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Results: David Lemieux pounds out wide 12 round decision win over Achour

Last night in Quebec, Canada David Lemieux returned to action for the first time since his wide decision loss to Billy Joe Saunders in December. Pounding out a very wide 12-round unanimous decision of his own against Karim Achour, the former IBF middleweight champ won pretty much every minute of every round as he picked up a commanding 120-107, 119-108, 119-107 points victory.

Lemieux is now 39-4(33). Achour of France, who has never been stopped, falls to 26-5-3(4).

Lemieux’s biggest battle proved to be on the scale at the weigh-in the day before last night’s fight. Looking drained and somewhat tired, Lemieux actually failed to make the 160 pound limit, tipping-in at 162 instead. The former champ could simply get no lower and it is clear his future lies up at super-middleweight – as Lemieux himself has said.


Lemieux, despite being weakened from his efforts at trying to make middleweight, still had more than enough against non-puncher Achour. Having this his own way throughout, Lemieux dished out plenty of heavy punishment with little concern over what was coming back at him. Lemieux put the icing in the cake with a knockdown in the 12th and final round. Achour deserves much credit for being able to hang in the way he did.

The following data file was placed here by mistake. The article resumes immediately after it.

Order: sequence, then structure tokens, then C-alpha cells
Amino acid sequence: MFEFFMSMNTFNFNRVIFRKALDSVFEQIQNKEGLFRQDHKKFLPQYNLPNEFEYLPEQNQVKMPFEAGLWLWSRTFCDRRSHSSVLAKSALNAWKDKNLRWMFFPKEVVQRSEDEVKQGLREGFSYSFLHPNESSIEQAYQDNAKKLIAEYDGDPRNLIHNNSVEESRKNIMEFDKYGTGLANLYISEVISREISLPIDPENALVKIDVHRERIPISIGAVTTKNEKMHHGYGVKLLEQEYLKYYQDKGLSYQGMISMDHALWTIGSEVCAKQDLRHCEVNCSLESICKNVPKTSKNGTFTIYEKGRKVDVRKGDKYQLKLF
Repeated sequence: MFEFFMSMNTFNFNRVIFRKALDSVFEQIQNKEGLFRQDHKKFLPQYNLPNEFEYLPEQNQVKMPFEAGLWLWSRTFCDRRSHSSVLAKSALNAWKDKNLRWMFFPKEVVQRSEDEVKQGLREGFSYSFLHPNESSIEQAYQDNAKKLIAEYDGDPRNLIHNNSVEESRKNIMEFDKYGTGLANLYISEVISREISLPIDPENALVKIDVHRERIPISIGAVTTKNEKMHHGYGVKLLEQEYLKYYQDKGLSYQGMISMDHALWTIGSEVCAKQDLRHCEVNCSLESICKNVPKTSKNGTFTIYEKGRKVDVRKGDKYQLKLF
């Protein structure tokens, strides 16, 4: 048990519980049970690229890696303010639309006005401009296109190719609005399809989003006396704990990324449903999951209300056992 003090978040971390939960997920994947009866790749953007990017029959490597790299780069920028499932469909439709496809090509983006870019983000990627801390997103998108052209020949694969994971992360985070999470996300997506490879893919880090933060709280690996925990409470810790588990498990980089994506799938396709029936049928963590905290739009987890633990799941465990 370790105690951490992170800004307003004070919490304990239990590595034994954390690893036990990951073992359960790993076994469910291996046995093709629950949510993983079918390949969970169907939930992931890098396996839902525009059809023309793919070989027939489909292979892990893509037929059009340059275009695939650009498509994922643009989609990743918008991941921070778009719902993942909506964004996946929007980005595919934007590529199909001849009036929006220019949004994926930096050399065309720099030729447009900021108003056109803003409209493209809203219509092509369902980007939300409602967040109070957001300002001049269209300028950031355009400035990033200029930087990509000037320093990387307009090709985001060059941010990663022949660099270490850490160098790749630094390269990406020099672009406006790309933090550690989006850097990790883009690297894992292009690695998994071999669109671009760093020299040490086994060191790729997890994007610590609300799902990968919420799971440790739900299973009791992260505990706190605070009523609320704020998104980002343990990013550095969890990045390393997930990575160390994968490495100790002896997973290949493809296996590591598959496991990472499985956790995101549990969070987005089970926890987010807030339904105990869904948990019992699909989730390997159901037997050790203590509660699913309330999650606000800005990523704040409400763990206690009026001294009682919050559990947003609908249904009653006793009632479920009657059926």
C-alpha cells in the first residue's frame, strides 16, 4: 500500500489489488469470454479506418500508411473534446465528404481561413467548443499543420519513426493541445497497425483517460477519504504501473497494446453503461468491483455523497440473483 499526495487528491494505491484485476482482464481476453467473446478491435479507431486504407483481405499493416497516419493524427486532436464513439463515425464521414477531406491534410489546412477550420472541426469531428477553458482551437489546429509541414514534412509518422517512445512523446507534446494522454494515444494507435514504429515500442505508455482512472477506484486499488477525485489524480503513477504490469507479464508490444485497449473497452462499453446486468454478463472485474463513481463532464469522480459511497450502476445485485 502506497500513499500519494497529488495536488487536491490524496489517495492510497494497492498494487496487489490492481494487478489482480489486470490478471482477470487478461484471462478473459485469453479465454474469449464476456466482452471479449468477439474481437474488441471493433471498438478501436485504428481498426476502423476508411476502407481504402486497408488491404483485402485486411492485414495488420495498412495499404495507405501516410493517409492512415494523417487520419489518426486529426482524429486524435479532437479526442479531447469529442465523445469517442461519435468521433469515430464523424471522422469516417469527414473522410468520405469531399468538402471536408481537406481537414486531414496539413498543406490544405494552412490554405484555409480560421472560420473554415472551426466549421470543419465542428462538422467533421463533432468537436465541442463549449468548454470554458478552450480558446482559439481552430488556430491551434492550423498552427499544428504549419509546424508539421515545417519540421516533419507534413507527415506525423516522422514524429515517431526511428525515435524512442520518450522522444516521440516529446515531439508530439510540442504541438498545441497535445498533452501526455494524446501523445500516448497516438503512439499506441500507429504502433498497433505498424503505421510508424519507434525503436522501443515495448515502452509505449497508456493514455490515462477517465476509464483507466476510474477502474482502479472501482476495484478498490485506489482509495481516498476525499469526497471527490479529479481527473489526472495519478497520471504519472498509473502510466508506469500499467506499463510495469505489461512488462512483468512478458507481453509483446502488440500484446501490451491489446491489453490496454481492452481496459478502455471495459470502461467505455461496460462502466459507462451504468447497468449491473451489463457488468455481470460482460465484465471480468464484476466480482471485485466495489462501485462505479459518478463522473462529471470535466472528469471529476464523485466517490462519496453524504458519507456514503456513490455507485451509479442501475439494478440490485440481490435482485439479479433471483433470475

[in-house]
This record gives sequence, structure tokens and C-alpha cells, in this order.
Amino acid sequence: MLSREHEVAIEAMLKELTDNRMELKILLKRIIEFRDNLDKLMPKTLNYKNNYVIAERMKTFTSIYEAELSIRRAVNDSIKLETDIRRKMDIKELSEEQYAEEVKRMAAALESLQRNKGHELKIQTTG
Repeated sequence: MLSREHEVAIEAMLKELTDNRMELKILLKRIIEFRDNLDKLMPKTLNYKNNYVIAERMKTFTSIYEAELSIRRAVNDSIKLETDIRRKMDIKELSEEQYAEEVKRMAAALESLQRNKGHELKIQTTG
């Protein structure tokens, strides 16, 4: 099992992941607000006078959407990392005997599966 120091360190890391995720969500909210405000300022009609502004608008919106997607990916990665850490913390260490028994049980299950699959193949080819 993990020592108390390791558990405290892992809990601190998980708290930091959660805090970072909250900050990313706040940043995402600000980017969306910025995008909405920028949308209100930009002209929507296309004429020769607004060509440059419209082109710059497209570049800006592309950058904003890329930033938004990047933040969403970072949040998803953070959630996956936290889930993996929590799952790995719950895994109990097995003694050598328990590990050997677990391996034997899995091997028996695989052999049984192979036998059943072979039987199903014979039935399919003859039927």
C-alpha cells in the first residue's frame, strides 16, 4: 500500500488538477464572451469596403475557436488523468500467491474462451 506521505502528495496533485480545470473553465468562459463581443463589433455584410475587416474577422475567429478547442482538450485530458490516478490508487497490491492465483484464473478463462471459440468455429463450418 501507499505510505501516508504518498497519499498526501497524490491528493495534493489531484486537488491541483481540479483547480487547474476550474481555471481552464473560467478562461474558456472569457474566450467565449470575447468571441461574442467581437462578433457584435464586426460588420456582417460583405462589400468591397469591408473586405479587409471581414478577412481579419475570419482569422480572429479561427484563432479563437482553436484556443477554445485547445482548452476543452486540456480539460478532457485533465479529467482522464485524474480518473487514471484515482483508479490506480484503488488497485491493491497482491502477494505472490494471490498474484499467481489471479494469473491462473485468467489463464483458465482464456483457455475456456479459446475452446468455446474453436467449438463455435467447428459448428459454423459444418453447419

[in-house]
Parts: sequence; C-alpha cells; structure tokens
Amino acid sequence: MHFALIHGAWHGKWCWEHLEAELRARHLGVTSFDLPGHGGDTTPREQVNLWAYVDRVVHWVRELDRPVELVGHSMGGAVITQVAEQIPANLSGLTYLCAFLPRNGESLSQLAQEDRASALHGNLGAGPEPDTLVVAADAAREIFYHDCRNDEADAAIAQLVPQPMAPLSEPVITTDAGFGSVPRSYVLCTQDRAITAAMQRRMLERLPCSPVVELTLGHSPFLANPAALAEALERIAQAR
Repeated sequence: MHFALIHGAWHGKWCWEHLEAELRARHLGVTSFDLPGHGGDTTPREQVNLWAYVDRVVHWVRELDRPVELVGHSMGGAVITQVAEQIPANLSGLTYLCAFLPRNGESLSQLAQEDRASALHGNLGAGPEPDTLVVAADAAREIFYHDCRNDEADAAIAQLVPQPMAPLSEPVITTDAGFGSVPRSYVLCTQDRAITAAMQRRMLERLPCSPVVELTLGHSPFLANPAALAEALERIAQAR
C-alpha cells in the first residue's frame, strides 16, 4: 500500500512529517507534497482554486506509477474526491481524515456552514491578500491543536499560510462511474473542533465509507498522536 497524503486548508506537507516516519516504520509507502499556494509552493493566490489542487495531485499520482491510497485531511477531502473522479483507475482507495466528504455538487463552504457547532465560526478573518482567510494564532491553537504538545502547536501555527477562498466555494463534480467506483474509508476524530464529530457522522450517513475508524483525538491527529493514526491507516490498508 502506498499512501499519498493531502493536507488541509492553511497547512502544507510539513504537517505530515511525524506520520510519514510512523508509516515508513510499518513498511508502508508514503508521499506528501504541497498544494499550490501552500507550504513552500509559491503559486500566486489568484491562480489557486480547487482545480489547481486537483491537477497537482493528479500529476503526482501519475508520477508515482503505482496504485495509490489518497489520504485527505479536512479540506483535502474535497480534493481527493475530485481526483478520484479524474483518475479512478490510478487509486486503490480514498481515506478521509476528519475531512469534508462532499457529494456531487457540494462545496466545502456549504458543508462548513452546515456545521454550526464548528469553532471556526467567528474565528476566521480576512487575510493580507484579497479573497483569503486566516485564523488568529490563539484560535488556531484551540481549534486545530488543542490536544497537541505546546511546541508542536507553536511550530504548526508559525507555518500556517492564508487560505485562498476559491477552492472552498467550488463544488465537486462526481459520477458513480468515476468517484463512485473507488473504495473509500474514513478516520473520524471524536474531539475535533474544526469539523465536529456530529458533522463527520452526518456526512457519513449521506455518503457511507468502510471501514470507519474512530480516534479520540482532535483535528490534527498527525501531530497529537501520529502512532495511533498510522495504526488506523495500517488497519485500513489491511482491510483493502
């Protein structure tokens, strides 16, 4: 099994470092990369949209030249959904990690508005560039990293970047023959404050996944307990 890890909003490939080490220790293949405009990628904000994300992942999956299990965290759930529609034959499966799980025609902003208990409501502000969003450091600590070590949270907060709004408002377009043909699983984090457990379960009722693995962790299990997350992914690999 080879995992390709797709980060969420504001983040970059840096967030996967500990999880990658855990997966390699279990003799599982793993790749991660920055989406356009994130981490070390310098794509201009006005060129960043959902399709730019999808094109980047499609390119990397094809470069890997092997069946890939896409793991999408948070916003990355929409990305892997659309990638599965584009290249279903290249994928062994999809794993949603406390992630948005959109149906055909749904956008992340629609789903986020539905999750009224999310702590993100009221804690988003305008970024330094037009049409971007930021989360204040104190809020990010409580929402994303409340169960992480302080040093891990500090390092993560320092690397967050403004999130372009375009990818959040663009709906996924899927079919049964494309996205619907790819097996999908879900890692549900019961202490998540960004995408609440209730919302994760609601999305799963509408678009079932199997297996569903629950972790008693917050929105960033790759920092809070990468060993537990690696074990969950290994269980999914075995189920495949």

So what next for Lemieux? We can forget about any rematch with Saunders, or of any more big fights at 160. The power-puncher has boxed a few of his other fights above the 160 mark and it doesn’t figure to be too much of a problem for him to fight at the full 168 from here on in. There are of course some big names operating at super-middleweight and Lemieux, when fully fit and full of energy and power, has a chance to defeat just about any of them.

In a slugfest type fight, Lemieux is very hard to beat – with only the great Gennady Golovkin managing to subdue him (that and, a long time ago now, in a huge upset, the loss to Marco Antonio Rubio). Imagine the excitement we would be treated to if Lemieux fought the likes of Gilberto Ramirez, James DeGale and David Benavidez. At age 29, with just those four losses, Lemieux has a lot to offer still.